That requirement dropped to 120 hours recently to sit for the exam with 150 hours still required to become certified. That allows students to get a job and start earning income while earning the remaining hours.

Keith B. Bittel, assistant professor in the Westminster School of Business, is studying the decline in the number of students entering accounting.

He agrees that the number of semester hours required may be a deterrent.

“That means the potential of an extra year of school,” he says. “That becomes problematic. It’s another year barrier to entry.”

Other Contributors

But there are other factors too.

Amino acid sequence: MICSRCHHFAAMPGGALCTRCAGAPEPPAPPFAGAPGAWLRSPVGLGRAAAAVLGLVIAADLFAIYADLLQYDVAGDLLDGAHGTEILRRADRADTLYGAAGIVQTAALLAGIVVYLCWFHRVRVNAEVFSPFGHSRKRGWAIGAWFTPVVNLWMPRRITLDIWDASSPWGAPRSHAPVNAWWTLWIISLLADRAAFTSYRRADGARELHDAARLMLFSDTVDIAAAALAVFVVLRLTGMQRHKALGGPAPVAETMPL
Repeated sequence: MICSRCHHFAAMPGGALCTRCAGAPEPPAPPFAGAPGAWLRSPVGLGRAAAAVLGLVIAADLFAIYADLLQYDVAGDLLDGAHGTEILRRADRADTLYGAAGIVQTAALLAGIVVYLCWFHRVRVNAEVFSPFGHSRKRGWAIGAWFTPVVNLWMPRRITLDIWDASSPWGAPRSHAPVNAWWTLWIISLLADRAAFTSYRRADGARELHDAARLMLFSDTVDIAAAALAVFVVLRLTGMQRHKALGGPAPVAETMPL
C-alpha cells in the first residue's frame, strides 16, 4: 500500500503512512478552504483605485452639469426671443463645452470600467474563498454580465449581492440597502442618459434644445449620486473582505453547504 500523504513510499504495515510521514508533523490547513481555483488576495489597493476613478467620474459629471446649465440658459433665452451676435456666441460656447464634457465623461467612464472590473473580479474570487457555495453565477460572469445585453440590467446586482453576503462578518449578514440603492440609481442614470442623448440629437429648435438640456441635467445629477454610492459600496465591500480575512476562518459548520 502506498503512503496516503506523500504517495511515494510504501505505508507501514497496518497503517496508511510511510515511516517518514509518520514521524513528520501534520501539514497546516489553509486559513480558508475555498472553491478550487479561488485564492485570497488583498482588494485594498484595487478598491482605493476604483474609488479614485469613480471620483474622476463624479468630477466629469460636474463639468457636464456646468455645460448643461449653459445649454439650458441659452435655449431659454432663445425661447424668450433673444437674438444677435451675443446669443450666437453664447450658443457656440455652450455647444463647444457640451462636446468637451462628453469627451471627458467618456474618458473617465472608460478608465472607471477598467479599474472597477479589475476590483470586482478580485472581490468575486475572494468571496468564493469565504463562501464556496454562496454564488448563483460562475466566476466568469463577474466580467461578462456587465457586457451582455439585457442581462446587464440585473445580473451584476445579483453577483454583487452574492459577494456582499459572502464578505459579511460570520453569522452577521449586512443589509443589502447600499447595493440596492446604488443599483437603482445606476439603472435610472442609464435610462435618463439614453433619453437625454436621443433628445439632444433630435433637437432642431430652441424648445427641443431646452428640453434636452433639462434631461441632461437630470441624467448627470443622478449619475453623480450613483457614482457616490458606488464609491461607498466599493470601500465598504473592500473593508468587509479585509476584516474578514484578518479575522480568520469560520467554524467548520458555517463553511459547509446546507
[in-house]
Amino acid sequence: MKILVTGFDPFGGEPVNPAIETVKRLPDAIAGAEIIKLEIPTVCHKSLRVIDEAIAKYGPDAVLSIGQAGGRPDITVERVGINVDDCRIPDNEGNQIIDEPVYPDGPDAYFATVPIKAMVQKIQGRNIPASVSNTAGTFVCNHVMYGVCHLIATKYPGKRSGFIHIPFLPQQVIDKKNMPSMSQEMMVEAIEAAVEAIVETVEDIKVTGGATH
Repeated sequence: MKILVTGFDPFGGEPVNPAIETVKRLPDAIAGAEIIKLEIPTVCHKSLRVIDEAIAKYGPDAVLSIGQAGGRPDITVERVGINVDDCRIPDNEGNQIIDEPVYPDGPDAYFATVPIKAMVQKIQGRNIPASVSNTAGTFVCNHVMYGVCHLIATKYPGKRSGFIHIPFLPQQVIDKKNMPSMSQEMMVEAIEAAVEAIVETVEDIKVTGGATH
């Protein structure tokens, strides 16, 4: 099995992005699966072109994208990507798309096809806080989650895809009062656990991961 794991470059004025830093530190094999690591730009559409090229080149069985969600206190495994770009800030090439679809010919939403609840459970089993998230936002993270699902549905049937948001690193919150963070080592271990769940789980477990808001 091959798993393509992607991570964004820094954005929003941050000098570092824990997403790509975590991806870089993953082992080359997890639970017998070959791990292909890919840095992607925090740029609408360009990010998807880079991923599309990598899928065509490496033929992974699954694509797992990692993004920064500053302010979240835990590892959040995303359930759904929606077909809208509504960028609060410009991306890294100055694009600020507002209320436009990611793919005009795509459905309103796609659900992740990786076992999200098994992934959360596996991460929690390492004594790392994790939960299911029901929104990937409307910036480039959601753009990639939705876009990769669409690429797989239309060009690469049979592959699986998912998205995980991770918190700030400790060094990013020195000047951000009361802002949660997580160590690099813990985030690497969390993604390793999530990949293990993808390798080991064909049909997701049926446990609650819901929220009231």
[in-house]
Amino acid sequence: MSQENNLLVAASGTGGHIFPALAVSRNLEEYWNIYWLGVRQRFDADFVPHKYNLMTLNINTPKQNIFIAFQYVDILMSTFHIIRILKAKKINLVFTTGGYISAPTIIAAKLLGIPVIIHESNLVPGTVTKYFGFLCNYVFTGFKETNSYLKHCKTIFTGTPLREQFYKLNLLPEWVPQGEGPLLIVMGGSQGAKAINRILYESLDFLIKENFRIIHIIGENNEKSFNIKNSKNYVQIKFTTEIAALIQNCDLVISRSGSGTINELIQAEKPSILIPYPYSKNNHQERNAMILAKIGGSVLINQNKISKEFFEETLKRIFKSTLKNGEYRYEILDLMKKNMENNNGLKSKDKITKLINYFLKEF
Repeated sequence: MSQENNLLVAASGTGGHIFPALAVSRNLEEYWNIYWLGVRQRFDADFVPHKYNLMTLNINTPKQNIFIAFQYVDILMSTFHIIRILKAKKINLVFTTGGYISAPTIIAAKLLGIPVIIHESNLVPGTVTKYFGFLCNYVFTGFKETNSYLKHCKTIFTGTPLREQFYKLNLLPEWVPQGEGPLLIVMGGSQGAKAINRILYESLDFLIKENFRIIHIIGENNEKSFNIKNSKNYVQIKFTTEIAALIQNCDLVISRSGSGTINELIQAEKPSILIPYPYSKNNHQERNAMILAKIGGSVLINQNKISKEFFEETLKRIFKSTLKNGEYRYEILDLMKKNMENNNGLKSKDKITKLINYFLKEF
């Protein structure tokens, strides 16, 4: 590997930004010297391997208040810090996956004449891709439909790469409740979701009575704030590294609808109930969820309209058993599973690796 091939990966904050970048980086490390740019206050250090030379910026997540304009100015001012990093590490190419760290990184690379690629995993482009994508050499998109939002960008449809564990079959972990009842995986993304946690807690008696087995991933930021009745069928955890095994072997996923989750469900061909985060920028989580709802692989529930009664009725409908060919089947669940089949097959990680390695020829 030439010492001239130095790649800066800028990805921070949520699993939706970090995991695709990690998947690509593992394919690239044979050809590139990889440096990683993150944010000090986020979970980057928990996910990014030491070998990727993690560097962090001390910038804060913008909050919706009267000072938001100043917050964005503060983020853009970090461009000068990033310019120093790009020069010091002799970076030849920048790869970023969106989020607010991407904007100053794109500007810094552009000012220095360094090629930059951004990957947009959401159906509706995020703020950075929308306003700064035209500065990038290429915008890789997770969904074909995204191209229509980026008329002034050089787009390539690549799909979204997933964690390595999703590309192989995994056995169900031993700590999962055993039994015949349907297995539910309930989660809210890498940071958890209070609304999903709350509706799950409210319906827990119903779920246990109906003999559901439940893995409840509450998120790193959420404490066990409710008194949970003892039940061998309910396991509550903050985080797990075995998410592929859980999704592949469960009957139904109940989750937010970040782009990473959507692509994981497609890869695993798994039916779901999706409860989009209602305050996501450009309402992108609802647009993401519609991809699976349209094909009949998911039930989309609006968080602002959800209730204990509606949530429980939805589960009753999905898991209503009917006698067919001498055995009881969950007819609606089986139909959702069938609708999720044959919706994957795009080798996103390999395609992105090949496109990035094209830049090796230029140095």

Both Bittel and Melissa Oakes, chairwoman of the Arthur McGonigal Department of Business Administration and Accounting at Thiel College in Greenville, Pa., believe budget cuts in high school education could play a role.

Many high schools used to offer accounting classes to students, giving them an idea of the kinds of careers open to accountants, Oakes says.

But most of those classes have been axed because of budget cuts.

Whether a student has a positive experience in their first accounting classes may also make a difference, says Bittel, who also has a CPA practice.

Having people who have practiced may help.

Oakes, who teaches accounting at Thiel, says she and the other professor there recruit from within.

Principles of accounting is a requirement for business majors, so if a business major is doing well in that class and seems to enjoy it, Oakes will ask if he’s interested in majoring in accounting.

It was an accounting class with one YSU accounting professor that made Ashley Thompson switch her major.